There was seemingly no interest in the possibility of Israel’s being reborn and restored in Palestine and such other signs as might indicate that the return of Christ was nearer than ever. It is only in recent years that the renewed cry, ‘Behold, He Cometh’ has been heard in the land. Therefore it does not fall in the same traditional category as the rest. [Those issues in our Statement of Faith (SOF) in which we are silent, those doctrines which through the centuries have divided Christians of equal dedication, biblical knowledge, spiritual maturity, and love for Christ.]. The Free Church was born in this revived interest and assurance. It has been convinced that these are the last days and that it was brought into existence ‘for such a time as this.’ The view reflects the ...
What does it look like to be the Church while members wrestle with their faith?
Just yesterday one of my friends shared a sign that her local YMCA posted which stated this:
We welcome all sizes, all colors, all genders, all beliefs, all religions, all types, all people, EVERYONE. Welcome to the YMCA. You are safe here.
The Young Men’s Christian Association was founded in London in 1844 in response to poor social conditions arising in urban centers at the end of the Industrial Revolution. These young men met for prayer and Bible study.
Fast forward to today and what you have in the YMCA serves as something of a model for us as followers of Christ. Over the past few weeks we have read as well-known Christian leaders have publicly share their struggles in the Christian faith. Although painful to read for a multitude of reasons which cover both their own struggles as well as the church’s witness and actions in our world today, we need to be clear on one thing, and that is this:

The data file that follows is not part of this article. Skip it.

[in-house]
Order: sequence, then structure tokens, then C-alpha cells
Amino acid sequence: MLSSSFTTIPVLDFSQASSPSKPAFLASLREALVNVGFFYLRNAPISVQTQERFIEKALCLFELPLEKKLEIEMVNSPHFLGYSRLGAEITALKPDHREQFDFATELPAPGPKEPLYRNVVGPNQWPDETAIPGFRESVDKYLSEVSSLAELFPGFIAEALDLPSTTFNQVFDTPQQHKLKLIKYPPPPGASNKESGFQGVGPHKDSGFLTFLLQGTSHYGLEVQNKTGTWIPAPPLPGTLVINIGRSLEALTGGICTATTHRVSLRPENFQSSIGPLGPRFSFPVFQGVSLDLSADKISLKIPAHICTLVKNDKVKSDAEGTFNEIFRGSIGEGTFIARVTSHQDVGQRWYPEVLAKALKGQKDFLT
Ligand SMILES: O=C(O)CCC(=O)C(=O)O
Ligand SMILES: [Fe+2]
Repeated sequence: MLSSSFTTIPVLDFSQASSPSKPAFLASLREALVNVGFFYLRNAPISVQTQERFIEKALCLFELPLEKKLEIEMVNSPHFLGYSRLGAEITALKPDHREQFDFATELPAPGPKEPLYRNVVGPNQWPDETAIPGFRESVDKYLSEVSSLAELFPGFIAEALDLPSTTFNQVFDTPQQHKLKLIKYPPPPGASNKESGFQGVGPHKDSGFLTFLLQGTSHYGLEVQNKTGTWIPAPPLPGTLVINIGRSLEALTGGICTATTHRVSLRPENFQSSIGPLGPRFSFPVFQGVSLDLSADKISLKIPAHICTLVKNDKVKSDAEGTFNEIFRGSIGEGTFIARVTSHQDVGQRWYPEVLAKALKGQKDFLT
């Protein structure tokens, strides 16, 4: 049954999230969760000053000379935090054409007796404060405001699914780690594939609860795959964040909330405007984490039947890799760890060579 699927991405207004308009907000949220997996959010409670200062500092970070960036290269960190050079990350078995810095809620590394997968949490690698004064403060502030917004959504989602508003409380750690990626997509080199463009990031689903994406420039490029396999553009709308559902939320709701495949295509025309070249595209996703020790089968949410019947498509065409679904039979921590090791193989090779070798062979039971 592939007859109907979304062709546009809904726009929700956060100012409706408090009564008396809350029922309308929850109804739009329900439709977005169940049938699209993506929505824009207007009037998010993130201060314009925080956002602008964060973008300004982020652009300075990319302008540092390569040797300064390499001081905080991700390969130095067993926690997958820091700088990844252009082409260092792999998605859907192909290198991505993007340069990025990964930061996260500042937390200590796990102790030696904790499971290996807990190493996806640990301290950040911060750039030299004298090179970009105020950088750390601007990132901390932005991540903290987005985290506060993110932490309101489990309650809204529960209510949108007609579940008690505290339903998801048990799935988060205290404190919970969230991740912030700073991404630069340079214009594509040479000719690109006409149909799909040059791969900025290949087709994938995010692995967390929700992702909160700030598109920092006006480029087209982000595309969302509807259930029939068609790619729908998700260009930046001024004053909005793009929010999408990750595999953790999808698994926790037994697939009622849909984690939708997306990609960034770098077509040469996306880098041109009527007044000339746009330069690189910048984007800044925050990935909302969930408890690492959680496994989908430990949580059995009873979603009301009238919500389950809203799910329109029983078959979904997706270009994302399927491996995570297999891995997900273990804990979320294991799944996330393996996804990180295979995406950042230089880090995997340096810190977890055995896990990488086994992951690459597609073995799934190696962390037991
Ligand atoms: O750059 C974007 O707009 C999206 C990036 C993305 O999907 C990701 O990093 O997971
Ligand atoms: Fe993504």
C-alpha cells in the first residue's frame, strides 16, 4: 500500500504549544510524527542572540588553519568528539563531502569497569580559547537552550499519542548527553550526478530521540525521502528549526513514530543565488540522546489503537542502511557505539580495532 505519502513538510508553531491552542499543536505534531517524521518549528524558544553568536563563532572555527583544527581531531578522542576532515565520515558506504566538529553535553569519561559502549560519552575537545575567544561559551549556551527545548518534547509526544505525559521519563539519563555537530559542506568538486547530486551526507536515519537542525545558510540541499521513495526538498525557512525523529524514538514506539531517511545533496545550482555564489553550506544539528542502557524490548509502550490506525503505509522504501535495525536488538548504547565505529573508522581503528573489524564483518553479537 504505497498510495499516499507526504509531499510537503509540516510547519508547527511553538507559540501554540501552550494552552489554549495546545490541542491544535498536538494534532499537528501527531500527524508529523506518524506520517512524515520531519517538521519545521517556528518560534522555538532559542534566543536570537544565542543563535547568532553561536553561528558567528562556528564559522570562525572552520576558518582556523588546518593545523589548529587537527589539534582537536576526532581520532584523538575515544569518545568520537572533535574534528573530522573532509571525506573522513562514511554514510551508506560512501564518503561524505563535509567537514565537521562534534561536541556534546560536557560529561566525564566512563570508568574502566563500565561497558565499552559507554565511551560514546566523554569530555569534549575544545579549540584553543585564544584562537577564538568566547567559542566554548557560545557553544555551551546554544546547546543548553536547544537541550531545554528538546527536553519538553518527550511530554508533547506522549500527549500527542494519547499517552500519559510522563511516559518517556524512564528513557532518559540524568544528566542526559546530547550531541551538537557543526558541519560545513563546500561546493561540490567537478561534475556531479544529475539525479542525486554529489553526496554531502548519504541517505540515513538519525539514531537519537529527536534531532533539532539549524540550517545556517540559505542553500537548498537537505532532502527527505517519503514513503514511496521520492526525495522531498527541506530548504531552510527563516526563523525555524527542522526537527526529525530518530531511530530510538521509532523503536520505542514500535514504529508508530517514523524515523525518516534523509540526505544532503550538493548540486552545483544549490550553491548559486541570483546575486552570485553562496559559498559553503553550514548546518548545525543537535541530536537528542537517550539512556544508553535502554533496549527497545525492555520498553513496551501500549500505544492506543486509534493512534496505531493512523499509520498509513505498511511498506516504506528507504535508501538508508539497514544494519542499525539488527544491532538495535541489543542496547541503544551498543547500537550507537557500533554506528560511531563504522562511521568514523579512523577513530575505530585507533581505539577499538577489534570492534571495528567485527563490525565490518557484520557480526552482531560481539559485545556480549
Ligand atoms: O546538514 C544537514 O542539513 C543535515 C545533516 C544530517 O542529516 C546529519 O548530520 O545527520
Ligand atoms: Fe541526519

What these men are saying in public, thousands, perhaps millions, are wrestling with in private.
Faith is, as Scripture says, “the substance of things hoped for, the evidence of things not seen.” Not a month passes when I don’t wish I could tangibly see Jesus—to sit side-by-side with him and have him wrap his arms around me, to hear his response to my concerns of our day—the railing injustices, the out-of-bounds verbal comments, the hopes that die daily in the hearts of so many because of life circumstances. And I weep.
We are living in a time when our faith is tested frequently. It is no longer possible (if it ever was) to gather in a holy huddle, fingers in ears, humming “La, la, la.” Doing so is anathema as a world around us cries out for justice and peace and kindness and love—something ...
A North Carolina sheriff’s deputy sues his former employer for religious discrimination after it wouldn’t accommodate his request to not train a female officer one-on-one.
A former North Carolina sheriff’s deputy may be the first to file a lawsuit alleging he faced discrimination for his commitment to the “Billy Graham Rule.”